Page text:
The debate between continuous therapy and fixed-duration (FD) therapy in CLL reflects the complexity of balancing treatment efficacy with toxicity and patient quality of life. Continuous therapy, often involving BTK inhibitors or BCL-2 inhibitors, aims to sustain disease control over the long term, potentially preventing relapse but necessitating ongoing drug exposure and monitoring. Conversely, FD therapy, typically utilising targeted therapy combinations of BCL2 inhibitor plus an anti-CD20 monoclonal antibody or a BTK inhibitor, aims for a finite treatment period, potentially allowing for treatment-free intervals but risking disease recurrence. Both approaches have demonstrated efficacy, and the choice depends on individual patient factors, including comorbidities, treatment tolerance, and preferences, emphasising the importance of shared decision-making in CLL management. Ongoing research aims to refine treatment strategies and optimise outcomes in this dynamic landscape.

When we talk about continuous therapy we usually refer to treatment with BTK inhibitors, while only few studies investigated the role of BCL-2 inhibitor as a single agent in continuous therapy.2-4

Ibrutinib, the first-in-class BTK inhibitor, revolutionising the treatment landscape of CLL and other B-cell malignancies, showed efficacy in both treatment-naive and relapsed/refractory CLL.5,6 Its mechanism involves covalent irreversible inhibition of BTK, disrupting B-cell receptor signalling and promoting apoptosis in malignant B cells. Long-term results from the RESONATE trial demonstrated that ibrutinib significantly prolonged progression-free survival (PFS) and overall survival (OS) compared to ofatumumab in relapsed/refractory CLL patients.5 Additionally, the RESONATE-2 trial showed superior PFS, OS, and overall response rate of ibrutinib compared to chlorambucil in treatment-naive CLL patients, particularly in those with high-risk genomic features.6 Notably, ibrutinib showed sustained efficacy across patient subgroups, regardless of del(17p) or TP53 mutation status, making it a cornerstone therapy for CLL management, offering durable responses and improved survival outcomes.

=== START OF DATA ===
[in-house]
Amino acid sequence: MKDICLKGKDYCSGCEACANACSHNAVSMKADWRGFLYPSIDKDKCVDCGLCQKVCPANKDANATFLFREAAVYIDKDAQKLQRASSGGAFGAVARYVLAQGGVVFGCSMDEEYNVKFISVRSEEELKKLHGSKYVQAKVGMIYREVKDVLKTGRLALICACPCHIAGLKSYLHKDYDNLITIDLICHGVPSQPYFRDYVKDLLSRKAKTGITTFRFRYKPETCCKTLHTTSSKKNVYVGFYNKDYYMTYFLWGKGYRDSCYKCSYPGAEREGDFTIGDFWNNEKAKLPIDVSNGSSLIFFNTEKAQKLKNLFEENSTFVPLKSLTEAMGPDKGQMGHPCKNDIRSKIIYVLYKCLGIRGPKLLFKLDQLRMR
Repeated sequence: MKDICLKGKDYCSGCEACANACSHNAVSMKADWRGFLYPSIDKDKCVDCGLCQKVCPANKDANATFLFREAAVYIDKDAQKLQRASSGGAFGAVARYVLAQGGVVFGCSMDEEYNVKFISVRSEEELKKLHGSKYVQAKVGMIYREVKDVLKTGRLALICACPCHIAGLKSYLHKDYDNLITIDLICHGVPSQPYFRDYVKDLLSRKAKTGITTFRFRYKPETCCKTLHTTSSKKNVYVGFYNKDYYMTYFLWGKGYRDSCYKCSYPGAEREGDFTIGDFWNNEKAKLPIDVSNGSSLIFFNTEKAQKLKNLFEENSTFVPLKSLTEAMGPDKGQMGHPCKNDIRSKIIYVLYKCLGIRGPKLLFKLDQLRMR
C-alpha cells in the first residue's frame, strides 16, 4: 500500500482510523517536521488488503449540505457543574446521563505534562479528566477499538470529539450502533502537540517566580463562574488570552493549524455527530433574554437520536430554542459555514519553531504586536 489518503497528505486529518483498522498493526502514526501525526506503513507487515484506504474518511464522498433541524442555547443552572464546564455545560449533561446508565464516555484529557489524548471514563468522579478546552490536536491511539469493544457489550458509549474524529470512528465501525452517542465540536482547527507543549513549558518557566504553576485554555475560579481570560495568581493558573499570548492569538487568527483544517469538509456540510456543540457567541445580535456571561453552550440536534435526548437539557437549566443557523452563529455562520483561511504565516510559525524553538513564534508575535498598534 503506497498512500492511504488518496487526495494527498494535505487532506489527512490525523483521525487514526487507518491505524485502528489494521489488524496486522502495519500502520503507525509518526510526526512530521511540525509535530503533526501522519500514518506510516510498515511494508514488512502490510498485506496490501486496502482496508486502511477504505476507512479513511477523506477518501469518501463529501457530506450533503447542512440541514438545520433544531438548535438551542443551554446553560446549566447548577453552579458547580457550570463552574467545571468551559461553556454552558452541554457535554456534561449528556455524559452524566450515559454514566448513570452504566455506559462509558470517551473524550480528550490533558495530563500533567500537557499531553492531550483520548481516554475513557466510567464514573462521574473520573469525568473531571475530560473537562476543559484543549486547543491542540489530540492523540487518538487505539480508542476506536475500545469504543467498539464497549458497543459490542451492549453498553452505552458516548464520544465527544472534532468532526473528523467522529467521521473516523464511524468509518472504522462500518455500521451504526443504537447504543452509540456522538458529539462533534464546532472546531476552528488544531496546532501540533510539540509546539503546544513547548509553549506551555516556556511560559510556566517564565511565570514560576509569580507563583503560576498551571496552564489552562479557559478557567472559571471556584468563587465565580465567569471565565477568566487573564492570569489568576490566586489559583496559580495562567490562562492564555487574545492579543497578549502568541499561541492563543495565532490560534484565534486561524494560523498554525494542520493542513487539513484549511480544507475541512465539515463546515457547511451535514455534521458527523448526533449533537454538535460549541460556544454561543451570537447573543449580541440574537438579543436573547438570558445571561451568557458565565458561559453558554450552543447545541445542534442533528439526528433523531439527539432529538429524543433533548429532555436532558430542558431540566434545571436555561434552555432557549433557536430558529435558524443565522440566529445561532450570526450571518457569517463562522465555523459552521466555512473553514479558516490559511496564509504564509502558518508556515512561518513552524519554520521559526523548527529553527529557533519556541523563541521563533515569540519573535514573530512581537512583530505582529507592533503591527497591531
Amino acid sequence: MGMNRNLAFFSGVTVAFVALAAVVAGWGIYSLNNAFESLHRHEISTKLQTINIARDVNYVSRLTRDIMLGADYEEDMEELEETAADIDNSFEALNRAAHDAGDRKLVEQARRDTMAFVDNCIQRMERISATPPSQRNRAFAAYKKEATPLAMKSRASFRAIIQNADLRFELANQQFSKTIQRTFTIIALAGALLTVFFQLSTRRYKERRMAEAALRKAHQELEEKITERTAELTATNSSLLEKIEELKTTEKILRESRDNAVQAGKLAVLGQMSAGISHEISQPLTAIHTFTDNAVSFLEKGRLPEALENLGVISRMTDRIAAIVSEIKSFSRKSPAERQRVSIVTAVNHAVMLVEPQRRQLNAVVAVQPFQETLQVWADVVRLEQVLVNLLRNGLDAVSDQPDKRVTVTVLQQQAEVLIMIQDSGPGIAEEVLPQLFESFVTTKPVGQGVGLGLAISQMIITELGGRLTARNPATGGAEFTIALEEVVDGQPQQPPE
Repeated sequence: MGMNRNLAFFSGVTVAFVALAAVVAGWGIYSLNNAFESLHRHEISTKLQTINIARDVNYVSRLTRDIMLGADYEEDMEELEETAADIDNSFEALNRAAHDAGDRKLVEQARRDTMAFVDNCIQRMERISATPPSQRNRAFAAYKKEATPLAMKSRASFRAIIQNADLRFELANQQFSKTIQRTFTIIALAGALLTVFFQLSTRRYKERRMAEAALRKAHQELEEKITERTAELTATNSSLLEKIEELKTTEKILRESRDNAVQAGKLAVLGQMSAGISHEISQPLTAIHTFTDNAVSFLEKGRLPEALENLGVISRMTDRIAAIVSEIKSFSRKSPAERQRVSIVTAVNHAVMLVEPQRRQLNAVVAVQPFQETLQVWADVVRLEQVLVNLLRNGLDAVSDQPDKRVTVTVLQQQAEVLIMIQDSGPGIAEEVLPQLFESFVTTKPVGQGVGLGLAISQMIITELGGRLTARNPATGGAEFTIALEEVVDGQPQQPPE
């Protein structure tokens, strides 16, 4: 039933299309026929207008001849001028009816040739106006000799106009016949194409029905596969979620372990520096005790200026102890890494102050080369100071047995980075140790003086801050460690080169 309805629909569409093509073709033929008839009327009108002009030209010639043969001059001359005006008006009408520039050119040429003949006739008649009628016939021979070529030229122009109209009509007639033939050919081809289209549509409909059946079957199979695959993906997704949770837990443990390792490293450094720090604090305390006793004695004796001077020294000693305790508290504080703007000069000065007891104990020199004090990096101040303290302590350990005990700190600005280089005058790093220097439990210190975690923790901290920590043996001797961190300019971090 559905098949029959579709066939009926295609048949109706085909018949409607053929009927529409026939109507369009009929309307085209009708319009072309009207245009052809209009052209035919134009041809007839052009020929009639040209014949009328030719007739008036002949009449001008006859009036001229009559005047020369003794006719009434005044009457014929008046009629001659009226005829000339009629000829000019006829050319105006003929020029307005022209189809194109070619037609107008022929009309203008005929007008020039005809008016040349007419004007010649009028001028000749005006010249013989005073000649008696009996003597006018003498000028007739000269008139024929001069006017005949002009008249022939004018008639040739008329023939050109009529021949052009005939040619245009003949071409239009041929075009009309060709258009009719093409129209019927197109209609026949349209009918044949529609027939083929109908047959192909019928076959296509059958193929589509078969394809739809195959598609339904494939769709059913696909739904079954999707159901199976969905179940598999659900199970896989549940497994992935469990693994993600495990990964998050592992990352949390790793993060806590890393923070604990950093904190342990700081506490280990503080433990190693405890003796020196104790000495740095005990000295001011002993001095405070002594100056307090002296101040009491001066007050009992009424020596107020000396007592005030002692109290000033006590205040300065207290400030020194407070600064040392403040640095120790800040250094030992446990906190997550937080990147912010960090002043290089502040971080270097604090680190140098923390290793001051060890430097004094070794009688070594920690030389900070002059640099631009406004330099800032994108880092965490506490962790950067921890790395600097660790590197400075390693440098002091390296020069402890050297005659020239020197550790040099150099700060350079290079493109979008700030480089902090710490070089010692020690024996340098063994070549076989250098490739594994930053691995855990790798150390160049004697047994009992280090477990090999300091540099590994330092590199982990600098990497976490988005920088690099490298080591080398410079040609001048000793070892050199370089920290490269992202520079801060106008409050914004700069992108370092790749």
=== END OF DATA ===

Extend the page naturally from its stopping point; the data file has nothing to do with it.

Acalabrutinib, a second-generation BTK inhibitor, offers a more selective inhibition profile, potentially reducing off-target effects and improving tolerability. Results from the ELEVATE-TN trial demonstrated that acalabrutinib significantly improved PFS compared to standard chemoimmunotherapy in treatment-naive CLL patients.7 Moreover, the ELEVATE-RR trial which compared acalabrutinib directly with ibrutinib in relapsed/refractory CLL patients, acalabrutinib demonstrated superiority in terms of PFS.8 This trial showcased acalabrutinib's efficacy and safety profile compared to ibrutinib. Notably, acalabrutinib exhibited lower rates of adverse events such as atrial fibrillation, hypertension and bleeding events. These findings position acalabrutinib as an effective and well-tolerated treatment option for CLL patients, particularly those with comorbidities or a need for long-term therapy.

Zanubrutinib, another second-generation BTK inhibitor, exhibits potent BTK inhibition with minimal off-target activity, contributing to its favourable safety profile. In both the ALPINE and SEQUOIA trials, zanubrutinib demonstrated significant efficacy in treating CLL and small lymphocytic lymphoma (SLL). Zanubrutinib notably improved PFS compared to standard ibrutinib in the ALPINE trial for relapsed/refractory cases,9 and surpassed bendamustine plus rituximab in PFS and overall response rates in the SEQUOIA trial for treatment-naive patients.10 Moreover, zanubrutinib exhibited a favourable safety profile, with low rates of adverse events such as atrial fibrillation and bleeding incidents, reinforcing its efficacy and tolerability as a frontline or salvage therapy option for CLL/SLL. While the better safety profile is likely related to the high selectivity of zanubrutinib for BTK, the improved outcome might be related to the better pharmacokinetic, while its plasma concentration always above the IC50, higher BTK occupancy within the lymph nodes, and less treatment discontinuation due adverse events.11